QUOTE (markjabari @ Feb 26 2011, 08:08 PM)
We bought a house a few years back but could only get a 5 year loan, the interest was 4% which is good, we really wanted a 30 yr but the banks weren't being very helpful as it was when the S was hitting the fan. They slapped us with a Mortgage insurance which I've been trying to get rid of but since the house lost some value they want more money down and its too much right now so we're basically stuck with the MI. Ok so here is my question.... when the 5 yr load ends, what happens?? We will have to get another loan obviously but what if the house is underwater and they require money out of pocket to put into it to get the new loan and what if its too much?? Is the house lost? Are we forced to sell it or get it forclosed?? The situation isn't even that drastic but Im just thinking worst case scenario. I see the aprs are going up especially the 30 yr ones and it has me worried. Any experts on this??
Before I answer your question, let me just state I use to underwrite for fannie mae, and I also ran my own retail mortgage brokerage.
The loan you have is either a 5/1 or a 5/6 Adjustable rate mortgage. What it means is that the interest rate is fixed at 4% for the first 5 years. When the 5 years is over the interest will adjust based either on the 1 month libor or the 6 month libor. Usually the 5 year fixed is an interest only loan, meaning during that time you are paying only the interest portion of the loan and not the prinicple. The reason why the bank gave you this loan at the time is most likely because the monthly payment on a 5 yr fixed is lower than a traditional 30 yr.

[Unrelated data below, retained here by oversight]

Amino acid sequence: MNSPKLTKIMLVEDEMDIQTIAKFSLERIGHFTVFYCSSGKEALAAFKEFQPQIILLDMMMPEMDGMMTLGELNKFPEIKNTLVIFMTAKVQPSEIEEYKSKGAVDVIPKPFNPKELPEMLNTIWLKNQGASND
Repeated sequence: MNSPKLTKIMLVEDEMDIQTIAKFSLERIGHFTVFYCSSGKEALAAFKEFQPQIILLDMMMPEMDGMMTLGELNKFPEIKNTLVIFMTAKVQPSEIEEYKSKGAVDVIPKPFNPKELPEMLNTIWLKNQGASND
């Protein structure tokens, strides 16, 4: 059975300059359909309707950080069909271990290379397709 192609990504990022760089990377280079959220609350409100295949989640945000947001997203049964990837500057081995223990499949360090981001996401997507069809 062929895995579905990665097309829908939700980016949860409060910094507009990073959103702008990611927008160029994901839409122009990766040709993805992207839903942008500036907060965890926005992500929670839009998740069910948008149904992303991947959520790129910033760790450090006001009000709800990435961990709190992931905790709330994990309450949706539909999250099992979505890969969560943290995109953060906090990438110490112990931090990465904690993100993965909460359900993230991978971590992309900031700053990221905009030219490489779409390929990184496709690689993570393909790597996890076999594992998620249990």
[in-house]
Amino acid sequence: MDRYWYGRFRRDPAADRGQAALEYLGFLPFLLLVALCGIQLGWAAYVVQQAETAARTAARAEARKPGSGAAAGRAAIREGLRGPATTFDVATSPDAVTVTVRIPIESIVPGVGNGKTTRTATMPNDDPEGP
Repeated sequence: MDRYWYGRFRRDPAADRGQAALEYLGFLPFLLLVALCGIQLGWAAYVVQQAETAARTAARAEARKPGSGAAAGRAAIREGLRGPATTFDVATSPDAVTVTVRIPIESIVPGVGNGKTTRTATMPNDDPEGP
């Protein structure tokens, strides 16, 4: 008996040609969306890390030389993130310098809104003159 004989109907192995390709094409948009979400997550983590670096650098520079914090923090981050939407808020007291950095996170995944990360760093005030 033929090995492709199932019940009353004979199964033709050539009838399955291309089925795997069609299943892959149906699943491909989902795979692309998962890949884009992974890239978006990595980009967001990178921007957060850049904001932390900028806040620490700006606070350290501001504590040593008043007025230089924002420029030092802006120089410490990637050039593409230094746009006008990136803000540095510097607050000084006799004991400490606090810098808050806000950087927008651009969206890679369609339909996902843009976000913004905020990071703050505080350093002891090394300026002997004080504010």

Now if you have MI that means the loan to value of your house is over 90%. Hopefully your house is not upside down in terms of equity. To avoid MI your LTV has to by under 80%. If you want a good 30 year fixed interest rate you really should have a 80% or less LTV, a good fico 700+, and also your debt to income needs to be under 38%. The monthly payment will be higher then what you are paying now because you be paying interest plus principal.
First thing I would do is to an appraisal or a prelim valuation of your property value. find out what your LTV is and if you are eligible for a refi. You will have to bring money to the table if you are upside down on the property or if your LTV is above the maximum underwriting requirements. You will not lose your house if you continue to make monthly payments, but interms of refinancing you will be out of luck. Your only option on a upside down property is to do a short sale by negotiating with the lien holder
This post has been edited by adstalker: Jul 12 2011, 03:14 PM